Metro Weekly

Nashville Settles HIV Discrimination Lawsuit

The Metro Nashville government agreed to adopt policies allowing people with HIV to serve as police officers.

A Metropolitan Nashville Police Department vehicle – Photo: Jason Lawrence, via Wikimedia

The Metropolitan Government of Nashville and Davidson County settled a lawsuit brought by Lambda Legal alleging that the Metropolitan Nashville Police Department’s hiring policies unfairly discriminated against people with HIV. 

The lawsuit claimed that the plaintiff, a 45-year-old decorated civil servant going by the pseudonym John Doe, had applied to work for the police department in 2020, and was initially offered a job.

However, the department later rescinded that offer after learning, during the Civil Service Medical Officer’s exam process, that Doe is living with HIV.

The department initially claimed that Doe was rejected because prospective police applicants for the department were required to “meet or exceed the medical standards set forth in the United States Army Induction Standards.” Under the Pentagon’s medical exam policies, people with HIV are barred from enlisting — a policy that Lambda Legal is currently challenging in a separate court case.

However, since 2022, the Pentagon has stopped discharging active-duty service members due to their HIV status.

That year, a Virginia federal judge ruled that the military could not discharge, refuse to commission, or categorically bar people with HIV from deploying, especially if they are asymptomatic and virally suppressed — making it highly unlikely that they can pass the virus to others.

Additionally, in 2022, Davidson County voters approved an amendment to Metro Nashville’s charter removing the requirement that police recruits abide by military fitness standards, instead allowing the Civil Service Commission to set its own requirements. 

Subsequently, in 2023, Doe, enlisting the help of Lambda Legal, sued the Metropolitan Government of Nashville and Davidson County, arguing that the Metro Nashville Police Department’s policies were not only discriminatory but violated federal law, including the Americans with Disabilities Act.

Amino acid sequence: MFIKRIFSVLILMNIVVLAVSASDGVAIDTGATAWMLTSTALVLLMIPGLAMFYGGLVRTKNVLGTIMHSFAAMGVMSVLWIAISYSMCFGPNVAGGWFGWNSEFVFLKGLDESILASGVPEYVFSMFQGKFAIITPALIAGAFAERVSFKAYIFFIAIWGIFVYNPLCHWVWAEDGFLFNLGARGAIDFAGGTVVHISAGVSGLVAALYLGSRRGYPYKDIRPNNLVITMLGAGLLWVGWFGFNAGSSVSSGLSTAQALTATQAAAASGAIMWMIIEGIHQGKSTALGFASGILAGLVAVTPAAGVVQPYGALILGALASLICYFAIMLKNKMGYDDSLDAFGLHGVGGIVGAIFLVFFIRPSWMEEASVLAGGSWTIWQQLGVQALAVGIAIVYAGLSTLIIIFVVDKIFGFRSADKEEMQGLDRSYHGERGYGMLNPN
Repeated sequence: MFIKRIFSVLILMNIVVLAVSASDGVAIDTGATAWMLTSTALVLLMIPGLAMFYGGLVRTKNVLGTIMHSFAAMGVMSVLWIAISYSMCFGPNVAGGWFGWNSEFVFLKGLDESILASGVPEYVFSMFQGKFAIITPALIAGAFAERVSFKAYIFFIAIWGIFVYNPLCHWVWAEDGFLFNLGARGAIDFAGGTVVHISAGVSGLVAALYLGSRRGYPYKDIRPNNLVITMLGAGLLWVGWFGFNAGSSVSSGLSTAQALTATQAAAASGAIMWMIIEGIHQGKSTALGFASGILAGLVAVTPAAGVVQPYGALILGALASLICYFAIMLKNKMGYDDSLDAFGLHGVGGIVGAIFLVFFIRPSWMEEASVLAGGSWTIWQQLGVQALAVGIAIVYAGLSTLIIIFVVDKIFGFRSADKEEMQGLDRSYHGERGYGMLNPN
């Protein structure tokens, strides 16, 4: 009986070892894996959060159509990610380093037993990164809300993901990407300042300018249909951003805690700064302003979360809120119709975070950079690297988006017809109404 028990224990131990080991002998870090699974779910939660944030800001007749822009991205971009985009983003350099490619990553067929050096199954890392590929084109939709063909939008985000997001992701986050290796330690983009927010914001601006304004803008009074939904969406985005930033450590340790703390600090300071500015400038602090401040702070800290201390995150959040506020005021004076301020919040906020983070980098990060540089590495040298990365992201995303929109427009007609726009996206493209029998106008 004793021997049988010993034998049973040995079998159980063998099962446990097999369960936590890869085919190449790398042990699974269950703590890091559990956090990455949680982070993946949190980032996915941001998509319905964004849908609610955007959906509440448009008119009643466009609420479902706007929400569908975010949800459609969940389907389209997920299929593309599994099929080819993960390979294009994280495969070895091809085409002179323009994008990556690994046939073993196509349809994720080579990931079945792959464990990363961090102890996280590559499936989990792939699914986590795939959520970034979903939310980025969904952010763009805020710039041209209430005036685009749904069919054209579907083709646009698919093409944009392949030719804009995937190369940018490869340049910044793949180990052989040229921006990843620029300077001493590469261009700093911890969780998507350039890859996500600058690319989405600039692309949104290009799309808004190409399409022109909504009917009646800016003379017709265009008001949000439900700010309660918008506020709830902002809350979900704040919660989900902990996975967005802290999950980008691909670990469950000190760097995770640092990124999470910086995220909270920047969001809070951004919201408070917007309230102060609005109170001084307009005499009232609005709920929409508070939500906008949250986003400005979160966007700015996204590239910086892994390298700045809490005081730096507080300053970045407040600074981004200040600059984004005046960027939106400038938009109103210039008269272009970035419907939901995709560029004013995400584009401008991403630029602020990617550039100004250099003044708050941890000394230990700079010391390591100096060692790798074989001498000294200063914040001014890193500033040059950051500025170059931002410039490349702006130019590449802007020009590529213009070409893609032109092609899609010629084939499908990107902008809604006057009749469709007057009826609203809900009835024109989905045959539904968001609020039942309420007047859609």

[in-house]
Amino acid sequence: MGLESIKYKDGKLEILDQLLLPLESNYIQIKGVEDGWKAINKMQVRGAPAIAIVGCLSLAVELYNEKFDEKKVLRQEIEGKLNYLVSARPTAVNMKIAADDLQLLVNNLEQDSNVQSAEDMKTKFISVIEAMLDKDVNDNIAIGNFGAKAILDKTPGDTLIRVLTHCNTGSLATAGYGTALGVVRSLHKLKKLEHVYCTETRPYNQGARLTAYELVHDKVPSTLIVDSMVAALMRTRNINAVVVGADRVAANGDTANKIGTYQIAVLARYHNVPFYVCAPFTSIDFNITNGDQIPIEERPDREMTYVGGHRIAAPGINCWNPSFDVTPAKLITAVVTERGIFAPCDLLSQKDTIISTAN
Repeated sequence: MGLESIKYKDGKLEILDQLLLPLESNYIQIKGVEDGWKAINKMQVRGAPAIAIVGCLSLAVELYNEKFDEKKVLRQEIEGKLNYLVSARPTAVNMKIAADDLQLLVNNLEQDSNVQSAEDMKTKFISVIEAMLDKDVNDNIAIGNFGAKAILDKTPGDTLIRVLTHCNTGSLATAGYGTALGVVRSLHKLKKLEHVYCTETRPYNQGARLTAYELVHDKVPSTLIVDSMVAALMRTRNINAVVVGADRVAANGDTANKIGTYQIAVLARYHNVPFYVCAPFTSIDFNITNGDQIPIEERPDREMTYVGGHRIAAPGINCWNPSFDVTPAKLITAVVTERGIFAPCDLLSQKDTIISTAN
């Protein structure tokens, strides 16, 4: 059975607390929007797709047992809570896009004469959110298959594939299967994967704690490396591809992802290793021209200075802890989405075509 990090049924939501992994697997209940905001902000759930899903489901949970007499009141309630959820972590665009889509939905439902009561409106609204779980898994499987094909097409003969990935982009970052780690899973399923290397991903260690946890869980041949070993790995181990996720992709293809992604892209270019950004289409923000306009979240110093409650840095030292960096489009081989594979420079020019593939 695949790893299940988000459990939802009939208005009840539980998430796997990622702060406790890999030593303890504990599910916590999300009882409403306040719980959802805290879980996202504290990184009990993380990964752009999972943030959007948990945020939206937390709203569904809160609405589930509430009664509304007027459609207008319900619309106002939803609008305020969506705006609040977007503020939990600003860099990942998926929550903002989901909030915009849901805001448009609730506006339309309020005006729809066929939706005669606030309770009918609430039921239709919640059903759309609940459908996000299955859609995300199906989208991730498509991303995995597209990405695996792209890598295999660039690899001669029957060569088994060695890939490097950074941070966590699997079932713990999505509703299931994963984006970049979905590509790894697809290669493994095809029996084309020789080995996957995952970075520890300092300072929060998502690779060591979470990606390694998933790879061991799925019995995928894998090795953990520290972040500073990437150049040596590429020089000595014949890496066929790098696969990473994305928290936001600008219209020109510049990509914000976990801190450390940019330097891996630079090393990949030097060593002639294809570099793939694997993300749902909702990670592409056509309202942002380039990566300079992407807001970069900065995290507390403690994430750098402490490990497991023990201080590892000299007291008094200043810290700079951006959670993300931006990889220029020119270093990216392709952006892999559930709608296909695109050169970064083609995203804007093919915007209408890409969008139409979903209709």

As part of the settlement, the Metro Nashville government not only must provide Doe with monetary relief, but agrees to update and rewrite the city’s Civil Service Medical Examiner’s policies to make clear that people living with HIV are no longer categorically banned from serving as first responders or police officers.

“I feel vindicated,” Doe said following the settlement. “All I wanted to do was serve my state and protect its communities, so I’m glad the city is now recognizing that living with HIV is not an obstacle to performing those critical duties.

“On the contrary, thanks to medical advances, HIV is now treated like other lifelong conditions,” he added. “We can live healthy lives, be active members of society, and serve as first responders, police officers, parents, and any other job without any problem.”

The updates to the hiring policies include new language stipulating that any medical tests must occur after job seekers have been offered employment and that HIV and other conditions do not automatically disqualify applicants, as long as their condition does not threaten the health or safety of others.

That means that any applicant with HIV who is on antiretroviral medication and is undetectable would be eligible to serve.

Another update to CSME’s policies is that the office agreed to follow the most updated and latest scientific and medical information available. In the case of HIV, this means understanding that it is nearly statistically impossible for an applicant with an undetectable viral load to transmit HIV to others.

Finally, the agreement requires that CSME implement mandatory training, in collaboration with Vanderbilt University’s Medical Center, for staffers who review and approve job applications of prospective first responders and police officers.

To fulfill that requirement, Vanderbilt University must keep their training consistent with the most up-to-date science surround HIV, and must offer optional trainings on a semi-regular basis.

“Medicine has progressed by leaps and bounds, allowing people living with HIV to live normal lives, and there are no reasons why they cannot perform any job as anyone else today,” Jose Abrigo, Lambda Legal’s HIV Project Director and an attorney in the case, said in a statement. “We hope this settlement serves as a testament to the work we need to continue to do to remove stigma and discrimination and update laws to reflect modern science.”

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